Of course with COVID, these things can’t happen. I’ve had to adjust my lessons to be socially distant, and adaptable for online work. And that’s okay because I am up for the challenge, and more importantly, my students are up for the challenge. We do, however, expect the state to hold up their end of the bargain, and that includes contact tracing. And here’s the thing: It’s not the state’s fault that they’re this backed up; between the new contact tracers and the growing numbers, it’s no wonder that they’re backed up. It is that state’s fault if they keep their blinders on. 

The Department of Health needs a break. They need to breathe. Schools need to switch to distance learning while the contact tracers are trained, and have time to catch up. And it’s not like schools aren’t already doing this. Some private schools have been switching to distance learning when they get one case to give contact tracers time to notify all contacts. (Don’t hold your breath waiting for the governor to call them out on it, especially when she sends tuition to a private school that has temporarily switched to distance learning already this year.) There are charter schools that have made the decision to choose distance learning for their students, and there are some public school communities that have decided from time to time to switch to distance learning while things calm down. These are rational and appropriate decisions to make. It gives custodians the extra time for deep cleans, and it gives RIDOH time to catch up with the ever important contact tracing. Yet when the public schools make these choices, Governor Raimondo bullies them from her press conferences and maligns them in the media. (The fact that she remains quiet when private schools and public charter schools do the same illustrates her disdain of unionized teachers.  But the vast inequities in Rhode Island education could fill an entire book.)

I am a highly effective teacher, and I love being in the classroom. But because of my job I feel like the only thing I can do without unintentionally harming others is go to work and come straight home. I’m too nervous to see my friends or my family. I’m not taking the governor’s advice and going out to eat in restaurants. I’m not out shopping. For the most part I go to school and go home. But am I harming the people in my own home by not wearing a mask in my house? 

Without confidence in the contact tracing system, what choice is the governor giving educators, and the additional staff members in schools? I love teaching, I often joke around with the saying #teacherlife when speaking of grading and the silly things that happen throughout a day, but is the state of Rhode Island trying to force teachers into #hermitlife? I’m also speaking as a parent here. If I don’t know for seven to ten days that I’ve been exposed, how do I protect my family? Teachers don’t live in a bubble, but this serious lapse in contact tracing is asking us to.    

I beg the state of Rhode Island to take a breath, pause and give the contact tracers the time to do their job. We have a statewide calendar, and Thanksgiving week is only two school days. Switch to distance learning through the Thanksgiving break, give the contact tracers that time to catch up and give families what they really want this holiday season: peace of mind.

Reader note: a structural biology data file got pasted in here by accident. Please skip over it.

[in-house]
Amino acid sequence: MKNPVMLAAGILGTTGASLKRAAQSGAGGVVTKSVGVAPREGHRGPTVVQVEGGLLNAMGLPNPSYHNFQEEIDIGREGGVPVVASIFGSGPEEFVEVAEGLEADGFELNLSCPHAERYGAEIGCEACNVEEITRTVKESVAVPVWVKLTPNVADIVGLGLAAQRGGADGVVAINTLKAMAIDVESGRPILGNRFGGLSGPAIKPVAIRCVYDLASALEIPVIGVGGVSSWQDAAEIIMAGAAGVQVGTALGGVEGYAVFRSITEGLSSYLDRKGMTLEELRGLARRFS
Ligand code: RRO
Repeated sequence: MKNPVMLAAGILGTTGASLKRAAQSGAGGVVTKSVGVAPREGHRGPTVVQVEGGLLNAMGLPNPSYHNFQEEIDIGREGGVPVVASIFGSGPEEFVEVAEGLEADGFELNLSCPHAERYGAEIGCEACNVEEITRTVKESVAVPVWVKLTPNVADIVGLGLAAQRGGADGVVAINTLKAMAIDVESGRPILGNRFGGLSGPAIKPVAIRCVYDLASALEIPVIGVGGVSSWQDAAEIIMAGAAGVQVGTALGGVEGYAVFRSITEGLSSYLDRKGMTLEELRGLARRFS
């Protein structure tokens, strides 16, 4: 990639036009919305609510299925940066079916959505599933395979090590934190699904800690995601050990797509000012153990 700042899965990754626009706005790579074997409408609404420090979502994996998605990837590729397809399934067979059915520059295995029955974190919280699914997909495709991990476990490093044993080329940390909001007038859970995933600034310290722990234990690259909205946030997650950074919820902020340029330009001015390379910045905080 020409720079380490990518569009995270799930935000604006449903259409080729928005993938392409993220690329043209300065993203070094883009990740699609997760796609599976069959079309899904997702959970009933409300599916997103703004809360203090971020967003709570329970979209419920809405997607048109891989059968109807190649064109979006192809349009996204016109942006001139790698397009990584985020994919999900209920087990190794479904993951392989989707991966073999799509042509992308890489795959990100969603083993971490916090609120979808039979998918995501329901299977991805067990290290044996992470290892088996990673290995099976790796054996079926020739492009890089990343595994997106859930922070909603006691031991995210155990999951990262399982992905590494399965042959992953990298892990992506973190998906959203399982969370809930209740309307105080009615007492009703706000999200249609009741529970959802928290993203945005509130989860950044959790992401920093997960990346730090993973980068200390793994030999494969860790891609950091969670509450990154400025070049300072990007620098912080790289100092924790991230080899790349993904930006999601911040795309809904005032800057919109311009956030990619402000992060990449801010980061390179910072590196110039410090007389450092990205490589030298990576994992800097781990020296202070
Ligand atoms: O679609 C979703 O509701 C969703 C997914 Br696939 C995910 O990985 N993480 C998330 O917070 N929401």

See You in September: One local teacher argues against in-person learning

A lot has been said lately about reopening our schools. And there should be a healthy discussion about it — after all education is the single most important aspect of a functioning society. It is the only industry that literally makes every other industry possible. I’m not being hyperbolic; without education we wouldn’t have lawyers, doctors, even Presidents … although after his last tweet on the issue, it’s clear he could use a day or two in my English class to learn how to effectively communicate. But I digress. 

As a society we need education to educate. Of course now that we’re living through a pandemic, we also hear that we need education so parents can get back to work. (And let me tell you, nothing is more frustrating as an educator than when our profession is held up as a holding den for kids while their parents are at work.) We shouldn’t be pushing for school to reopen to save jobs, we should be pushing for school to reopen so we can educate our future leaders.

But here’s the thing: We need to do this safely for all parties involved. What happens if a student comes down with COVID-19? Every student in that class quarantines? Now maybe that sounds feasible to you, but my high school students have six classes they go to a day. So in that scenario, we’re quarantining six classes full of students as well as the six educators that hold everything together. What about siblings? Do they also have to quarantine? How about the children of teachers? Every hour we’re hearing about camps that have had to close after infections; today it came out that a district in California simply had a meeting about reopening, and now dozens of administrators are quarantined. Now picture this happening in October. What happens to kids then? Even with some districts saying that they’re going to give families a choice, how does that work with the teacher? Is every lesson to be designed as an online lesson so you can simultaneously teach students at home and online?